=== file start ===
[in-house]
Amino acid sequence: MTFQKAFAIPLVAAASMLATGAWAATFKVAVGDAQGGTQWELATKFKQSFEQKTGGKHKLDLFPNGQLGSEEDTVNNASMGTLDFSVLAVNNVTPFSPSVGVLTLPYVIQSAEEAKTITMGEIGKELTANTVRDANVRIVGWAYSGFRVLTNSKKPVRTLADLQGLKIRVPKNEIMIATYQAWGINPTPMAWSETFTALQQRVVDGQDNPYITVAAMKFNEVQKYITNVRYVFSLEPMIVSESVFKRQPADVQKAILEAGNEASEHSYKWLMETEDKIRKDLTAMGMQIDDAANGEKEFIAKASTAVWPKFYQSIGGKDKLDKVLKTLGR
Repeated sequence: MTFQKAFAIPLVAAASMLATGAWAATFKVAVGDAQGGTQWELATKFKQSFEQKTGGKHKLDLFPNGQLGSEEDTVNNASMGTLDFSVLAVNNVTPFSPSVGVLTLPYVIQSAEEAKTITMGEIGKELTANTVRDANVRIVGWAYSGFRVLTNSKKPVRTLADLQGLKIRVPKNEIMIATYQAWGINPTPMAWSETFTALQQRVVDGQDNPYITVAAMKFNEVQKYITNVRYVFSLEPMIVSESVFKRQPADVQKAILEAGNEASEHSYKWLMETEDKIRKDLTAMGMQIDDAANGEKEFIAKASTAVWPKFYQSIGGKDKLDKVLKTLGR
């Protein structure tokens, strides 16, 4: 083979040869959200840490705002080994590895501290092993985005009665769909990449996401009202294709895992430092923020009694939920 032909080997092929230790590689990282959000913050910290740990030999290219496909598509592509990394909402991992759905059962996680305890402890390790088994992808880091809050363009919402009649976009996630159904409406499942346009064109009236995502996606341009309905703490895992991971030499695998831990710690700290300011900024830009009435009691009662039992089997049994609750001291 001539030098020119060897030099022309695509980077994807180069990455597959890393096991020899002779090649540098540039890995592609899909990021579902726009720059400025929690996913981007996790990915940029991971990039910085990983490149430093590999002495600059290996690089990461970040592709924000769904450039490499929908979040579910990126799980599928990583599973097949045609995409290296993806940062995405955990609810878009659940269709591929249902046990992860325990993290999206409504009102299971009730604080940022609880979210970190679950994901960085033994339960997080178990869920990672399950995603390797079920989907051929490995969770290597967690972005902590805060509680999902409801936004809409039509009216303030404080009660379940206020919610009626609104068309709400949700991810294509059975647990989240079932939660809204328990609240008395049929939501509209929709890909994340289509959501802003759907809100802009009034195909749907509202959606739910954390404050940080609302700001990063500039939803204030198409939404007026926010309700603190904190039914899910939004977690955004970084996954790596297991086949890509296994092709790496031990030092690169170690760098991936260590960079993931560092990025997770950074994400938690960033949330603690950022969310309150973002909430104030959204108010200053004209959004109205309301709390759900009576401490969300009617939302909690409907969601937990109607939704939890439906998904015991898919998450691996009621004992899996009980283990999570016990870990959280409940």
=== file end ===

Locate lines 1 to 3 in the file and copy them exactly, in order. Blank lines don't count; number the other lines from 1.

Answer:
[in-house]
Amino acid sequence: MTFQKAFAIPLVAAASMLATGAWAATFKVAVGDAQGGTQWELATKFKQSFEQKTGGKHKLDLFPNGQLGSEEDTVNNASMGTLDFSVLAVNNVTPFSPSVGVLTLPYVIQSAEEAKTITMGEIGKELTANTVRDANVRIVGWAYSGFRVLTNSKKPVRTLADLQGLKIRVPKNEIMIATYQAWGINPTPMAWSETFTALQQRVVDGQDNPYITVAAMKFNEVQKYITNVRYVFSLEPMIVSESVFKRQPADVQKAILEAGNEASEHSYKWLMETEDKIRKDLTAMGMQIDDAANGEKEFIAKASTAVWPKFYQSIGGKDKLDKVLKTLGR
Repeated sequence: MTFQKAFAIPLVAAASMLATGAWAATFKVAVGDAQGGTQWELATKFKQSFEQKTGGKHKLDLFPNGQLGSEEDTVNNASMGTLDFSVLAVNNVTPFSPSVGVLTLPYVIQSAEEAKTITMGEIGKELTANTVRDANVRIVGWAYSGFRVLTNSKKPVRTLADLQGLKIRVPKNEIMIATYQAWGINPTPMAWSETFTALQQRVVDGQDNPYITVAAMKFNEVQKYITNVRYVFSLEPMIVSESVFKRQPADVQKAILEAGNEASEHSYKWLMETEDKIRKDLTAMGMQIDDAANGEKEFIAKASTAVWPKFYQSIGGKDKLDKVLKTLGR